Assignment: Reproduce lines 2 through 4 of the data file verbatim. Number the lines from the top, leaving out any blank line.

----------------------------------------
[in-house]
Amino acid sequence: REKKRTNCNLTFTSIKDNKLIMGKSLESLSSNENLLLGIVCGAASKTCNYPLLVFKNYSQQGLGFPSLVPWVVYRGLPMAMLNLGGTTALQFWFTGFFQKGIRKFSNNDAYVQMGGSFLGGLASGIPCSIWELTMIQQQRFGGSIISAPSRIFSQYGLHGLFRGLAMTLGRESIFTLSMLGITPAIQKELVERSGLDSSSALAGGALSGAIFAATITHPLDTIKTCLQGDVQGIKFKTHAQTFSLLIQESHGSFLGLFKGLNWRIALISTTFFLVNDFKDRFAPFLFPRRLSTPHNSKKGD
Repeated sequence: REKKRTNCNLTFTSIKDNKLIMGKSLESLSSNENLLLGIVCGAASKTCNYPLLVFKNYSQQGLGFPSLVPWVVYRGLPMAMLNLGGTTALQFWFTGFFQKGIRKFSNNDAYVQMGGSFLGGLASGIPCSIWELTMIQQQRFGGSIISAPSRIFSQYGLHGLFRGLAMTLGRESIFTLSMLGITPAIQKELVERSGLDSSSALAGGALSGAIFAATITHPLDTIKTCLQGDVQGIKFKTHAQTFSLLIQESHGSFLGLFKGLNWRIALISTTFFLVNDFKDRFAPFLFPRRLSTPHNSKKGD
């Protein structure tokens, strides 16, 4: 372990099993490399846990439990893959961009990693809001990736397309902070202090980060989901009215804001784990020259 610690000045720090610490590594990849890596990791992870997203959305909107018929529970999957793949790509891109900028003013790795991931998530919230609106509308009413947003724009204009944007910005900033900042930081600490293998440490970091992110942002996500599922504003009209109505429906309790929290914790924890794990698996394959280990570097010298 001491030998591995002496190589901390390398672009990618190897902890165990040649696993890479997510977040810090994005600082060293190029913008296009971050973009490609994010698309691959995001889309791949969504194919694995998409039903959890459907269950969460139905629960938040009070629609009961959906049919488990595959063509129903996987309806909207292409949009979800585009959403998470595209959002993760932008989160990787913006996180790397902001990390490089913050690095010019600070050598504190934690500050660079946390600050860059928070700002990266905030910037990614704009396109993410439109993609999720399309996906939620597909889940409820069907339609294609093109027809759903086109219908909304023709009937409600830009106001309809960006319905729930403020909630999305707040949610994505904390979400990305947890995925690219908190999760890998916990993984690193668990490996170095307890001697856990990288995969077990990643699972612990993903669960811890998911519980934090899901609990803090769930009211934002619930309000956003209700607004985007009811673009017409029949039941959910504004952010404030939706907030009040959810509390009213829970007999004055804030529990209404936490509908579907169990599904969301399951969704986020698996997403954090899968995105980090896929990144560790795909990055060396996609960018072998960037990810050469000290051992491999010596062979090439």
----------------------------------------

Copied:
Amino acid sequence: REKKRTNCNLTFTSIKDNKLIMGKSLESLSSNENLLLGIVCGAASKTCNYPLLVFKNYSQQGLGFPSLVPWVVYRGLPMAMLNLGGTTALQFWFTGFFQKGIRKFSNNDAYVQMGGSFLGGLASGIPCSIWELTMIQQQRFGGSIISAPSRIFSQYGLHGLFRGLAMTLGRESIFTLSMLGITPAIQKELVERSGLDSSSALAGGALSGAIFAATITHPLDTIKTCLQGDVQGIKFKTHAQTFSLLIQESHGSFLGLFKGLNWRIALISTTFFLVNDFKDRFAPFLFPRRLSTPHNSKKGD
Repeated sequence: REKKRTNCNLTFTSIKDNKLIMGKSLESLSSNENLLLGIVCGAASKTCNYPLLVFKNYSQQGLGFPSLVPWVVYRGLPMAMLNLGGTTALQFWFTGFFQKGIRKFSNNDAYVQMGGSFLGGLASGIPCSIWELTMIQQQRFGGSIISAPSRIFSQYGLHGLFRGLAMTLGRESIFTLSMLGITPAIQKELVERSGLDSSSALAGGALSGAIFAATITHPLDTIKTCLQGDVQGIKFKTHAQTFSLLIQESHGSFLGLFKGLNWRIALISTTFFLVNDFKDRFAPFLFPRRLSTPHNSKKGD
């Protein structure tokens, strides 16, 4: 372990099993490399846990439990893959961009990693809001990736397309902070202090980060989901009215804001784990020259 610690000045720090610490590594990849890596990791992870997203959305909107018929529970999957793949790509891109900028003013790795991931998530919230609106509308009413947003724009204009944007910005900033900042930081600490293998440490970091992110942002996500599922504003009209109505429906309790929290914790924890794990698996394959280990570097010298 001491030998591995002496190589901390390398672009990618190897902890165990040649696993890479997510977040810090994005600082060293190029913008296009971050973009490609994010698309691959995001889309791949969504194919694995998409039903959890459907269950969460139905629960938040009070629609009961959906049919488990595959063509129903996987309806909207292409949009979800585009959403998470595209959002993760932008989160990787913006996180790397902001990390490089913050690095010019600070050598504190934690500050660079946390600050860059928070700002990266905030910037990614704009396109993410439109993609999720399309996906939620597909889940409820069907339609294609093109027809759903086109219908909304023709009937409600830009106001309809960006319905729930403020909630999305707040949610994505904390979400990305947890995925690219908190999760890998916990993984690193668990490996170095307890001697856990990288995969077990990643699972612990993903669960811890998911519980934090899901609990803090769930009211934002619930309000956003209700607004985007009811673009017409029949039941959910504004952010404030939706907030009040959810509390009213829970007999004055804030529990209404936490509908579907169990599904969301399951969704986020698996997403954090899968995105980090896929990144560790795909990055060396996609960018072998960037990810050469000290051992491999010596062979090439």